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What Is a Fiduciary?

By Motley Fool Staff – Jul 15, 2016 at 5:25PM

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Is your financial advisor acting in your best interest? It you're working with a fiduciary, you're probably in better hands.

Many of us don't have the insight and expertise to manage our own money, and so we turn to professionals for help in making key financial decisions. But not all financial advisors are created equal, and if you get stuck with someone who isn't as ethical and trustworthy as you'd hope, you run the risk of losing money. Thankfully, many financial advisors operate under what's known as the fiduciary standard. A fiduciary is a person who maintains a relationship of trust with one or more parties. A fiduciary typically manages money or other assets on behalf of another person. Though not all financial professionals are fiduciaries, new laws were recently established to compel more advisors to adhere to the fiduciary standard.


The fiduciary standard

The fiduciary standard was established as part of the Investment Advisers Act of 1940. It states that an advisor must always act in the best interests of his or her clients and place clients' best interests before his or her own. It also means that an advisor must make sure to provide financial advice that is sound, accurate, and free from conflicts of interest. Furthermore, fiduciaries are required to disclose any potential conflicts of interest to their clients, and must strive to transact on behalf of clients in a manner that's as efficient and low-cost as possible.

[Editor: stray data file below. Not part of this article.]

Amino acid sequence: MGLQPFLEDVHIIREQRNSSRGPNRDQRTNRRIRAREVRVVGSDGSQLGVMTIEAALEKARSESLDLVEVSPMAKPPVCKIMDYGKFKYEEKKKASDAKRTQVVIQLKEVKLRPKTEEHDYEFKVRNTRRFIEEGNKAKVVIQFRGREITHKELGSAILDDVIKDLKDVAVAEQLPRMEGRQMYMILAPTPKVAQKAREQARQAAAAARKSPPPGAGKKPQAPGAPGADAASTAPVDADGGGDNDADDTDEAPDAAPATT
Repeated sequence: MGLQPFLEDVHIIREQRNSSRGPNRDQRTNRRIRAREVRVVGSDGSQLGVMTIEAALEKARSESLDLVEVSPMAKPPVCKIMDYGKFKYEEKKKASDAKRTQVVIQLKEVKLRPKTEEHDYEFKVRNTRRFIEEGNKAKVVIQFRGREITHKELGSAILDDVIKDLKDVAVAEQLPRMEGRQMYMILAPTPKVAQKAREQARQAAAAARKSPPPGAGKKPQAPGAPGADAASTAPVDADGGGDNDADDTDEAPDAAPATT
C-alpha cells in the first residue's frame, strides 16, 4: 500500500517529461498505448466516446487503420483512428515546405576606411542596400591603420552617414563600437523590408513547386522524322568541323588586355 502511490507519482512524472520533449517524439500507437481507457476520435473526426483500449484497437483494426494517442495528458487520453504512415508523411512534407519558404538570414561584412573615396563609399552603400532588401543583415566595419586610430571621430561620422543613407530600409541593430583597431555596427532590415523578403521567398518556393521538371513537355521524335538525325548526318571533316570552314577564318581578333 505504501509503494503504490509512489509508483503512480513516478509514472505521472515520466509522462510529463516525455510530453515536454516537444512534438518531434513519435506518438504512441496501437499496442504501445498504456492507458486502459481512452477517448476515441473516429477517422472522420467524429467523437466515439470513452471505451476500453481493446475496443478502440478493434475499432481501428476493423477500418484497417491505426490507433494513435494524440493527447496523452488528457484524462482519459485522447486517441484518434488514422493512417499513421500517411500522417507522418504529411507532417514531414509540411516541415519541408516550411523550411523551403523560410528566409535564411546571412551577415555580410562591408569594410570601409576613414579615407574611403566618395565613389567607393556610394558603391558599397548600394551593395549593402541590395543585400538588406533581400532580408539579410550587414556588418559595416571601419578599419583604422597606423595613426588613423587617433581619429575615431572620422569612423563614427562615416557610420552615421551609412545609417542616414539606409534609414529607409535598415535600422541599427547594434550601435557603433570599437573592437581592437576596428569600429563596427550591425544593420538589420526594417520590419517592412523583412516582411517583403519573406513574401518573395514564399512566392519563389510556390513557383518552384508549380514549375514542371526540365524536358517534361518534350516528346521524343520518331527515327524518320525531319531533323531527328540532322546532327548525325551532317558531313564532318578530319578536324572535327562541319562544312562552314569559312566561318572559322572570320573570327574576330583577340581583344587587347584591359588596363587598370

Fiduciary versus suitability standard

Not all financial professionals are bound by the fiduciary standard. Many broker-dealers, insurance agents, and advisors are simply required to operate under what's known as the suitability standard. The suitability standard dictates that a financial professional can only recommend investments that are suitable for his or her clients. However, unlike the fiduciary standard, the suitability standard does not compel professionals to put their clients' needs and interests ahead of their own.

Let's say an advisor is held to the fiduciary standard and comes across two comparable investment opportunities for a client. If one option has a slightly higher commission, the advisor cannot recommend that investment, because paying a larger fee is not in the client's best interest. Under the suitability standard, however, the advisor in question would be allowed to recommend the investment with the higher commission as long as it's suitable for the client -- meaning it could potentially yield results that are in line with the client's goals without exposing the client to undue risk.

Expanding the reach of the fiduciary standard

In April 2016, the Department of Labor announced that a growing number of financial professionals will soon be required to adhere to the fiduciary standard. This ruling specifically applies to professionals who offer financial advice for retirement accounts such as IRAs and 401(k) plans. Advisors who fall into this category will be required to act in their clients' best interests with regard to investing and managing not just retirement plan assets, but distributions as well. The goal of compelling more professionals to act as fiduciaries is to help protect otherwise unsuspecting clients from losing countless dollars to high fees and commissions. However, the updated rules apply only to those who manage retirement accounts, which means that clients seeking financial advice for non-retirement assets must continue to be cautious about whom they trust. 

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